Legislation on FWAs in Malaysia

This is because, President Dr Syed Hussain Syed Husman explained, "businesses vary from one industry and sector to another", thus industries themselves should be allowed to determine their processes based on their business requirements.

[This story is updated on 29 June 2022 with more details from MEF's statement.]

Following Deputy Minister of Human Resources Awang Hashim's comment on flexible work arrangements (FWAs), Malaysian Employers Federation's (MEF) President Dr Syed Hussain Syed Husman has suggested that FWAs "should not be dictated to businesses, but let industries themselves determine based on requirements of their business".

Per a report by Bernamathe President said this in a statement on Sunday (26 June 2022)

For context, Minister Awang had earlier reiterated that having FWAs should be allowed for employees as part of the latest amendment to Malaysia's Employment Act 1955, which will come into effect on 1 September. On that note, all FWA applications must be made in writing, and can cover changes in working hours, working days, as well as the place of work.

Once an FWAs application is made, the employer must give an answer to the employee in writing on whether they accept or reject the application within 60 days, and must give reasons if the application was rejected.

According to Bernama's report, President Syed shared his view because "businesses vary from one industry and sector to another", such as manufacturing, banking, tourism & hotels, retail trade, construction, plantation, and more. He further noted that each business is different, and has its unique structures and production needs. "Some are locally based; some are international based and governed by rules & regulations," he added.

"Therefore, one must understand this before seeking to change the existing system of work. It should be recognised that not all businesses change and not all processes can change. The final decision really depends on the industry and conditions of the particular business," he was cited as saying.

Beyond rules & regulations, President Syed also felt that challenges in implementing FWAs could come in the form of top management having a lack of commitment to this work arrangement. As well, employees could develop a lack of engagement that, he believed, might lead to lower productivity, a higher attrition rate, and compromising on confidential data or information.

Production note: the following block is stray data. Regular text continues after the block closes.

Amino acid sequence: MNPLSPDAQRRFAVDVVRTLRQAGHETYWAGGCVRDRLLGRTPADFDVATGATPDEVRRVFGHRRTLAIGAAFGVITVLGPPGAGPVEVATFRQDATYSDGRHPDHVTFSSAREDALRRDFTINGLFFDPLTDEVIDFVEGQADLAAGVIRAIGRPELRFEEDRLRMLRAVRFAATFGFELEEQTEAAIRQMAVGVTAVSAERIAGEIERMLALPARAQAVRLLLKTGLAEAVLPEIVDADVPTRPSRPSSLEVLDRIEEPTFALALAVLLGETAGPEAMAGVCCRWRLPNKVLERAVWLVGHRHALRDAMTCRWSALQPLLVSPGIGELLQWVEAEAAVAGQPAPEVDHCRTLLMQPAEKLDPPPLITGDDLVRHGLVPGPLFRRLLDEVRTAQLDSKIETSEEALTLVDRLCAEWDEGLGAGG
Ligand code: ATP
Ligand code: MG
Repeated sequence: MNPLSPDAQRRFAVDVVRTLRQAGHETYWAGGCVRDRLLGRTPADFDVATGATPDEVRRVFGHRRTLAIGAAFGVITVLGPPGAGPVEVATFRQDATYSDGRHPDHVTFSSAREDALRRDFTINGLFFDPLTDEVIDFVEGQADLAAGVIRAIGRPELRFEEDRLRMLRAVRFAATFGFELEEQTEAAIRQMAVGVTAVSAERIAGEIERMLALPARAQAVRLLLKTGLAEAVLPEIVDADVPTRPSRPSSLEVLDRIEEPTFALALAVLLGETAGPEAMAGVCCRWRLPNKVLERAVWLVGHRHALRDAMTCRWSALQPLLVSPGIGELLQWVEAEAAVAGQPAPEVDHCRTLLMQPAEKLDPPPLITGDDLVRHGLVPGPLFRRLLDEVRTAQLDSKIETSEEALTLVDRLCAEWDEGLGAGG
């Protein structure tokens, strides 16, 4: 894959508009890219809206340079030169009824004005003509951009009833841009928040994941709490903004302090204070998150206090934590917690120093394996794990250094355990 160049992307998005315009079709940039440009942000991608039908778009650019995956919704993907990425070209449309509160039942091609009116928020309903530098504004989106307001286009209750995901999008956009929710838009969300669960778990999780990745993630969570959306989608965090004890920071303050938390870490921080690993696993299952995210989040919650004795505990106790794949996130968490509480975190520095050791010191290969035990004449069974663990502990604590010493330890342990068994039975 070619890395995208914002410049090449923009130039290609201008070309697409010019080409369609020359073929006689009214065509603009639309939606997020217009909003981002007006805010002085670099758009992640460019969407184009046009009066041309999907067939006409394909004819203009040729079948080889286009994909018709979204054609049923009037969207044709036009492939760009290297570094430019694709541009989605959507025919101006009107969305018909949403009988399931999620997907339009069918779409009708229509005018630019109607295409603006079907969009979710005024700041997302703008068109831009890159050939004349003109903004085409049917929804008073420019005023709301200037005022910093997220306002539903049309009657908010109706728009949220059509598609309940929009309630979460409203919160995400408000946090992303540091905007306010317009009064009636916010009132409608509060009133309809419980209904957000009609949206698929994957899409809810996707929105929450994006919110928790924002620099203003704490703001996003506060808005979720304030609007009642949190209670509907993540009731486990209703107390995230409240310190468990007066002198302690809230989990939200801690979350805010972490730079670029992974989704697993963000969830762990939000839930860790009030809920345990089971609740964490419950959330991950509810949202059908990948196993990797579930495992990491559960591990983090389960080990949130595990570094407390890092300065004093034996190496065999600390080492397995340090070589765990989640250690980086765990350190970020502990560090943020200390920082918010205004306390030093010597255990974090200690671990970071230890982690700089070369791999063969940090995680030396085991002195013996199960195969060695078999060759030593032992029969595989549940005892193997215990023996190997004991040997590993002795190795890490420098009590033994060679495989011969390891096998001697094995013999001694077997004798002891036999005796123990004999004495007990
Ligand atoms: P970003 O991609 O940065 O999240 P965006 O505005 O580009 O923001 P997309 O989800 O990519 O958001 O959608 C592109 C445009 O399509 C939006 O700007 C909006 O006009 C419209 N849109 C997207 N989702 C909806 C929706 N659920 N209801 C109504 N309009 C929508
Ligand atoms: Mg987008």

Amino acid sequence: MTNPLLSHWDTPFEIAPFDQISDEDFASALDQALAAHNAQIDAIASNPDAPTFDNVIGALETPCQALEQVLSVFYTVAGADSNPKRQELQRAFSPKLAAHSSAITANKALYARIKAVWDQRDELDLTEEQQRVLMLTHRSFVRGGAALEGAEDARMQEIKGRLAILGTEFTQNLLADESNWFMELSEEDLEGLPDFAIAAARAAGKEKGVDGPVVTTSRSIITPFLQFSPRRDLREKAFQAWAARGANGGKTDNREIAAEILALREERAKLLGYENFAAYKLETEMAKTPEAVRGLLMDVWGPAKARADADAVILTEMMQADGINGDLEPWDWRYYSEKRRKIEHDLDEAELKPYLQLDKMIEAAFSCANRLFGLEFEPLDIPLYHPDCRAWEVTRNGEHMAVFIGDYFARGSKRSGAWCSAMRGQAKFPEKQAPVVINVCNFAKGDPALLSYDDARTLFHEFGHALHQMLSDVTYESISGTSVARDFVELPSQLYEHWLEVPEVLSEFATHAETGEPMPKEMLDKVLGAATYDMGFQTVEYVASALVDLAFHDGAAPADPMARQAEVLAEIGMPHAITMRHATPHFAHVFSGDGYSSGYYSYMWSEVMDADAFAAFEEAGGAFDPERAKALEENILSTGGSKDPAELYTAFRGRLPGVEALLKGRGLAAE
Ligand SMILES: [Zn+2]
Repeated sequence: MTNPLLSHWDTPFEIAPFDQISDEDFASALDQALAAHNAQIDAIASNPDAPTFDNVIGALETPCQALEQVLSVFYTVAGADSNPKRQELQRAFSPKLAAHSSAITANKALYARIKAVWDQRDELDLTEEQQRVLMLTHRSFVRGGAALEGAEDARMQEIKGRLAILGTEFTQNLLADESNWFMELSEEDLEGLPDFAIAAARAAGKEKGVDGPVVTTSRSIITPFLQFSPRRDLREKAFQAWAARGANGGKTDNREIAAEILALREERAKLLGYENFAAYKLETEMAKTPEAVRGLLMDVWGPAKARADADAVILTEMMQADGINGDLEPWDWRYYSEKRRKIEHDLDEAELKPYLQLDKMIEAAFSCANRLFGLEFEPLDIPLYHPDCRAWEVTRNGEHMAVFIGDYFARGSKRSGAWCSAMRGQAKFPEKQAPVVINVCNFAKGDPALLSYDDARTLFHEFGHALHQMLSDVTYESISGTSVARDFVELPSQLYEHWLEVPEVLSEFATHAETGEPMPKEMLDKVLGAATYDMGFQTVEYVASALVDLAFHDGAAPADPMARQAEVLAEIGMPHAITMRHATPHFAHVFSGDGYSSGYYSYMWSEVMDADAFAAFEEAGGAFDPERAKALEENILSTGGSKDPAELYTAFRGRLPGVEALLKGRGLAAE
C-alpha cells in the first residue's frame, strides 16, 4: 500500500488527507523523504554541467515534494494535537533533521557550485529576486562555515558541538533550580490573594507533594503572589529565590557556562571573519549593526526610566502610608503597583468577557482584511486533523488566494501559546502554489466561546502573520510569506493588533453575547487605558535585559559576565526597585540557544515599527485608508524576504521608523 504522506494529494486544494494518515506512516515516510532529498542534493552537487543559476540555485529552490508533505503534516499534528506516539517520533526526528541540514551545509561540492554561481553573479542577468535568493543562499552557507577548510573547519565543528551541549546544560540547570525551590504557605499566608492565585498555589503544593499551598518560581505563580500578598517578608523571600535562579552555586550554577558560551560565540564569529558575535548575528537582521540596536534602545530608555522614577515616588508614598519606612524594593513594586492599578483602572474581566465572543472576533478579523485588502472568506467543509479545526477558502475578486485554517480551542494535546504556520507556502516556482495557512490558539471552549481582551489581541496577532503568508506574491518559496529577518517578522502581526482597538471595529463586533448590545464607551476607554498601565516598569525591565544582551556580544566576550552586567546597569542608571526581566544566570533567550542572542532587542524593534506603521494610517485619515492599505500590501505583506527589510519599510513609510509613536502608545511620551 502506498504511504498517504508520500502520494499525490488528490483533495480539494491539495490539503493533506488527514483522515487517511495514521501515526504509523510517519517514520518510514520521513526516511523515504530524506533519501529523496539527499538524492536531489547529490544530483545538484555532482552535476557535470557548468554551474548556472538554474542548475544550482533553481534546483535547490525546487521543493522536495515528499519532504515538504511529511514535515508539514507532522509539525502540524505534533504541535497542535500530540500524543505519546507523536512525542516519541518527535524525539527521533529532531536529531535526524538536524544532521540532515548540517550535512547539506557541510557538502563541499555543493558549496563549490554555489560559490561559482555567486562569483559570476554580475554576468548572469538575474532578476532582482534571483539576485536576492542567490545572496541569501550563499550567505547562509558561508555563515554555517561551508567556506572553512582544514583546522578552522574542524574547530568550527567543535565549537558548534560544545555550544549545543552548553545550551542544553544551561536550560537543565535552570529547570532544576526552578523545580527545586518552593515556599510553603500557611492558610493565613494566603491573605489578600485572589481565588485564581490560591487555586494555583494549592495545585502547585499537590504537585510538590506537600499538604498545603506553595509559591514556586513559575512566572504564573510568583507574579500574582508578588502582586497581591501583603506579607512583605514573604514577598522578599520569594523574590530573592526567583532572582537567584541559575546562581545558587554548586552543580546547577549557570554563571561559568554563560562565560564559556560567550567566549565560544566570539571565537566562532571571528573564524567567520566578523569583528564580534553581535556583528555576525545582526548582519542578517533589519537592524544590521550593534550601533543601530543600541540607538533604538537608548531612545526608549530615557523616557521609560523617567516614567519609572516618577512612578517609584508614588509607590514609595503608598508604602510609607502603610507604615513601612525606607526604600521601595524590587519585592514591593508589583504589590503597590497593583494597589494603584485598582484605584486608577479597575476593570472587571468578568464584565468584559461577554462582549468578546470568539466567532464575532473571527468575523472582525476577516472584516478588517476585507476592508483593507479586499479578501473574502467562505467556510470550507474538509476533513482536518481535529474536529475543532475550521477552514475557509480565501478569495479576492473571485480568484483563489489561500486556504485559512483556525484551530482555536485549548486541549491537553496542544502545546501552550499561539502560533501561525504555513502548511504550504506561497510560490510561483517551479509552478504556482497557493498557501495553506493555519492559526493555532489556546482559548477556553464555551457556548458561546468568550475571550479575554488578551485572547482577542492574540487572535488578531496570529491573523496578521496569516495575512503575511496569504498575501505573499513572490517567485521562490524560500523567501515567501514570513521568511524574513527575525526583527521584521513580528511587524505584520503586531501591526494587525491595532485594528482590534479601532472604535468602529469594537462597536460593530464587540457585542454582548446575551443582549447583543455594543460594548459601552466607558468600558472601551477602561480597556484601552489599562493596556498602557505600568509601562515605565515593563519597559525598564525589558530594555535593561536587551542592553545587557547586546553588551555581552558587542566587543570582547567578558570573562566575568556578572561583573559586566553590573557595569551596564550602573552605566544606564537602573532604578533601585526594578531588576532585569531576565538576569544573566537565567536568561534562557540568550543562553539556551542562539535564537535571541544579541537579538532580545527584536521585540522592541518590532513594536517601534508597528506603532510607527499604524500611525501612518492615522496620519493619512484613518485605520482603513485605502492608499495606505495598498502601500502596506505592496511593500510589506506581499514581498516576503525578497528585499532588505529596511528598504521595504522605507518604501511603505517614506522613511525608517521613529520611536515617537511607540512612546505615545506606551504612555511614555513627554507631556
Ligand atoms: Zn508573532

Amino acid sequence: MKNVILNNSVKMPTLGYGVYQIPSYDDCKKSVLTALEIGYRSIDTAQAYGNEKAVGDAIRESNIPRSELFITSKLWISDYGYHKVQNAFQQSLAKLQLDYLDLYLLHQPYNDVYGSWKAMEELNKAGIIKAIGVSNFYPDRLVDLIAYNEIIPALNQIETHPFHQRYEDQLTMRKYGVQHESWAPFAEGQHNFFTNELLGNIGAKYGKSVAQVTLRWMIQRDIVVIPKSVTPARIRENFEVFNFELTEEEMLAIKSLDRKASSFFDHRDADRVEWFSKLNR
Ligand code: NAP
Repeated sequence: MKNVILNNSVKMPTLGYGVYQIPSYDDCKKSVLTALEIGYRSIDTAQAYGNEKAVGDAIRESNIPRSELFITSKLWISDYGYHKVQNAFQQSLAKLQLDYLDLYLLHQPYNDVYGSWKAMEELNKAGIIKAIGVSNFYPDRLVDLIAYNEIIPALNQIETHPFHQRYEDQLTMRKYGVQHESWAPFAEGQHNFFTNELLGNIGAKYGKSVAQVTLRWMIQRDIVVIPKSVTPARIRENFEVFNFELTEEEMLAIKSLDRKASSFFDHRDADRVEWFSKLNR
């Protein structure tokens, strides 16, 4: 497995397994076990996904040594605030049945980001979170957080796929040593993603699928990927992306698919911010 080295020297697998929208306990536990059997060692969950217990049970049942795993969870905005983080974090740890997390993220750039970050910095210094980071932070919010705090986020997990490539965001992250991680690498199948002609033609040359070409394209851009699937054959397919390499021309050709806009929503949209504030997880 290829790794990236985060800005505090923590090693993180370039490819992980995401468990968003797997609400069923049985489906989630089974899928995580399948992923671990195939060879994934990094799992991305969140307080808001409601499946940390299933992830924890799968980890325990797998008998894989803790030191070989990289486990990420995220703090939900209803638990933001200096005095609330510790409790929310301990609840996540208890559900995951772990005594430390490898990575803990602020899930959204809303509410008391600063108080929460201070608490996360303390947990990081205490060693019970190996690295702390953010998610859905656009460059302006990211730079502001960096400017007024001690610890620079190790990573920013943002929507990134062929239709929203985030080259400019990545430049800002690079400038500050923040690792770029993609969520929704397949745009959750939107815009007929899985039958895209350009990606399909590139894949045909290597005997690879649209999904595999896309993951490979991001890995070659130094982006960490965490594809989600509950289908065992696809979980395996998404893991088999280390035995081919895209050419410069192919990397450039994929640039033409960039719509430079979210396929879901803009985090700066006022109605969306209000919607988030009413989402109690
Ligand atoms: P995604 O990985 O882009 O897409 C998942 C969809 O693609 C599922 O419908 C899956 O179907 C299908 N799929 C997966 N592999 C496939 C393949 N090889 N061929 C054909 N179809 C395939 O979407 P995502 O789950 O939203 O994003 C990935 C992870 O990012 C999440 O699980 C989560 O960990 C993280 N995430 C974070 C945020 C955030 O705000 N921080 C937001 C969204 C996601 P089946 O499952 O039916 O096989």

Some challenges he shared are as follows:

  • Lack of commitment from the top management;
  • Management struggle to adapt to new working models that incorporate FWAs;
  • Lack of engagement among employees that may lead to lower productivity and higher attrition rate;
  • Comprising confidential data and information;
  • Difficulties in ensuring that employees’ remote workspaces comply with OSH Act;
  • Difficulties in cultivating trust between managers and employees;
  • Ensuring that FWAs policy is for all employees (when only certain job functions are allowed to be on FWAs) and
  • Inability to implement fully remote working and FWAs for their employees due to their nature of business such as the hospitality sector and the manufacturing sectors.

Therefore, the President expressed hopes that the Malaysian government would be able to support organisations in adopting and sustaining FWAs by providing clear guidance on the rights and obligations of organisations. It could be as such:

  • Provide clear guideline on the rights and obligations of organisations. That is the decision on employees request for FWAs, any guideline to reject employees’ applications, consequences for employers who fail to comply to the FWAs requests, and the appeal process if applicable;
  • Offer flexibility and relaxing some regulations as appropriate i.e. size (number of employees and nature of business) that may affect its ability of implementing certain types of FWAs;
  • Conduct awareness programmes on FWAs. This is to educate employers on all types of FWAs, and how FWAs can meet their business needs and a strategy to attract and retain talent;
  • Provide concise information and awareness on compliance and governance related to FWAs including safety and health, good practices, work-related accidents that happen when on FWAs, such as working from home and cybersecurity threats;
  • Review existing regulations in Employment Act 1955 as appropriate to accommodate provision of FWs such as in Section 60a on the terms and conditions of the working hours, holidays, rest periods, wages, overtime, to complement FWAs models;
  • Equip HR professionals and Head of Departments with knowledge to develop FWAs policy that defines the FWAs eligibility, expectations, and responsibility, and
  • Introduce tax measures beyond software, but to include purchase of software/ hardware to enable employees to go on FWAs.

In addition, he urged flexibility and the relaxation of certain regulations that may affect an organisation's ability to implement certain types of FWAs.

Also readWorkers in Malaysia and Singapore prefer flexible work arrangements over shorter workweek


Image / MEF LinkedIn

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